Container App ‘Singularity’ Eases Scientific Computing

October 20, 2016

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By Tiffany Trader

Dell EMC Engineers Strategy to Democratize HPC

September 29, 2016

The freshly minted Dell EMC division of Dell Technologies is on a mission to take HPC mainstream with a strategy that hinges on engineered solutions, beginning with a focus on three industry verticals: manufacturing, research and life sciences. "Unlike traditional HPC where everybody bought parts, assembled parts and ran the workloads and did iterative engineering, we want folks to focus on time to innovation and let us worry about the infrastructure," said Jim Ganthier, senior vice president, validated solutions organization at Dell EMC Converged Platforms Solution Division. Read more…

By Tiffany Trader

Enlisting Deep Learning in the War on Cancer

December 7, 2016

Sometime in Q2 2017 the first ‘results’ of the Joint Design of Advanced Computing Solutions for Cancer (JDACS4C) will become publicly available according to Rick Stevens. He leads one of three JDACS4C pilot projects pressing deep learning (DL) into service in the War on Cancer. Read more…

By John Russell

Lighting up Aurora: Behind the Scenes at the Creation of the DOE’s Upcoming 200 Petaflops Supercomputer

December 1, 2016

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By Jan Rowell

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November 18, 2016

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CPU Benchmarking: Haswell Versus POWER8

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Nvidia Sees Bright Future for AI Supercomputing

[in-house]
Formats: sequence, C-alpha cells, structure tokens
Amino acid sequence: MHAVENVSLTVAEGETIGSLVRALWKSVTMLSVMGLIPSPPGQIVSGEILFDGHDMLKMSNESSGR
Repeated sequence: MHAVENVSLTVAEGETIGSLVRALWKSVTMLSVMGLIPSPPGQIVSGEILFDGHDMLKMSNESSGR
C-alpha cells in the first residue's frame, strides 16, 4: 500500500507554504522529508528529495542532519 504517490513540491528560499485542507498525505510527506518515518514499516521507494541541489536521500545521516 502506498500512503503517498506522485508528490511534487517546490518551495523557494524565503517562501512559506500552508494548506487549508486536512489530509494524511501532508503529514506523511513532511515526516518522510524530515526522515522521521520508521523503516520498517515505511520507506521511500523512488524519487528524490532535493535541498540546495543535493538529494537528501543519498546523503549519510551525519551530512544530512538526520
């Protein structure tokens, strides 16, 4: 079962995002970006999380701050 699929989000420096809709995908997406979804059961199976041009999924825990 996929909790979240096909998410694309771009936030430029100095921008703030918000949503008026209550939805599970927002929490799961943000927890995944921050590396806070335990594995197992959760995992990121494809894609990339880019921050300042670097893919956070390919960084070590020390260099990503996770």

November 23, 2016

Graphics chipmaker Nvidia made a strong showing at SC16 in Salt Lake City last week. Read more…

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Beyond von Neumann, Neuromorphic Computing Steadily Advances

March 21, 2016

Neuromorphic computing – brain inspired computing – has long been a tantalizing goal. The human brain does with around 20 watts what supercomputers do with megawatts. And power consumption isn’t the only difference. Fundamentally, brains ‘think differently’ than the von Neumann architecture-based computers. While neuromorphic computing progress has been intriguing, it has still not proven very practical. Read more…

By John Russell

BioTeam’s Berman Charts 2017 HPC Trends in Life Sciences

January 4, 2017

Twenty years ago high performance computing was nearly absent from life sciences. Today it’s used throughout life sciences and biomedical research. Genomics and the data deluge from modern lab instruments are the main drivers, but so is the longer-term desire to perform predictive simulation in support of Precision Medicine (PM). There’s even a specialized life sciences supercomputer, ‘Anton’ from D.E. Shaw Research, and the Pittsburgh Supercomputing Center is standing up its second Anton 2 and actively soliciting project proposals. There’s a lot going on. Read more…

By John Russell

The Exascale Computing Project Awards $39.8M to 22 Projects

September 7, 2016

The Department of Energy’s Exascale Computing Project (ECP) hit an important milestone today with the announcement of its first round of funding, moving the nation closer to its goal of reaching capable exascale computing by 2023. Read more…

By Tiffany Trader

Dell Knights Landing Machine Sets New STAC Records

November 2, 2016

The Securities Technology Analysis Center, commonly known as STAC, has released a new report characterizing the performance of the Knight Landing-based Dell PowerEdge C6320p server on the STAC-A2 benchmarking suite, widely used by the financial services industry to test and evaluate computing platforms. The Dell machine has set new records for both the baseline Greeks benchmark and the large Greeks benchmark. Read more…

By Tiffany Trader

What Knights Landing Is Not

June 18, 2016

As we get ready to launch the newest member of the Intel Xeon Phi family, code named Knights Landing, it is natural that there be some questions and potentially some confusion. Read more…

By James Reinders, Intel